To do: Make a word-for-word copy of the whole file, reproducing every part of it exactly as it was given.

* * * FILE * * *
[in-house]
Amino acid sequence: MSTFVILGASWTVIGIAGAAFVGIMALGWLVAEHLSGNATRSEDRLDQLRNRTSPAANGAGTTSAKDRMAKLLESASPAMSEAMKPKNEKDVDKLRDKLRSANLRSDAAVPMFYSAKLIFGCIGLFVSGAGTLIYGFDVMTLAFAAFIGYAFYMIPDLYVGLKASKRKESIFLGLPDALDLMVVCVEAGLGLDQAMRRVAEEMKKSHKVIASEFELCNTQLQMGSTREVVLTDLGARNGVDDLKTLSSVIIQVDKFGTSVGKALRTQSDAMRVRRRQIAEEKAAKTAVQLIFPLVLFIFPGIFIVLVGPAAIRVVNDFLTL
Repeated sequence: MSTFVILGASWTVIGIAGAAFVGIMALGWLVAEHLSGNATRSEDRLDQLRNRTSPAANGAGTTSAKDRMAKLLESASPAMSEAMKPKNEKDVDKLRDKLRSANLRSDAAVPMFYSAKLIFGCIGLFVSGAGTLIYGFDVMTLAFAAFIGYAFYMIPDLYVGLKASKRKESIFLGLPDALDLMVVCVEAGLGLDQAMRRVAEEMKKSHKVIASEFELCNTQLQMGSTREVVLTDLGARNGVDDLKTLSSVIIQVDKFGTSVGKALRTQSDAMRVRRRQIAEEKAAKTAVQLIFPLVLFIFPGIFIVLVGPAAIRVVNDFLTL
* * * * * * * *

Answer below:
[in-house]
Amino acid sequence: MSTFVILGASWTVIGIAGAAFVGIMALGWLVAEHLSGNATRSEDRLDQLRNRTSPAANGAGTTSAKDRMAKLLESASPAMSEAMKPKNEKDVDKLRDKLRSANLRSDAAVPMFYSAKLIFGCIGLFVSGAGTLIYGFDVMTLAFAAFIGYAFYMIPDLYVGLKASKRKESIFLGLPDALDLMVVCVEAGLGLDQAMRRVAEEMKKSHKVIASEFELCNTQLQMGSTREVVLTDLGARNGVDDLKTLSSVIIQVDKFGTSVGKALRTQSDAMRVRRRQIAEEKAAKTAVQLIFPLVLFIFPGIFIVLVGPAAIRVVNDFLTL
Repeated sequence: MSTFVILGASWTVIGIAGAAFVGIMALGWLVAEHLSGNATRSEDRLDQLRNRTSPAANGAGTTSAKDRMAKLLESASPAMSEAMKPKNEKDVDKLRDKLRSANLRSDAAVPMFYSAKLIFGCIGLFVSGAGTLIYGFDVMTLAFAAFIGYAFYMIPDLYVGLKASKRKESIFLGLPDALDLMVVCVEAGLGLDQAMRRVAEEMKKSHKVIASEFELCNTQLQMGSTREVVLTDLGARNGVDDLKTLSSVIIQVDKFGTSVGKALRTQSDAMRVRRRQIAEEKAAKTAVQLIFPLVLFIFPGIFIVLVGPAAIRVVNDFLTL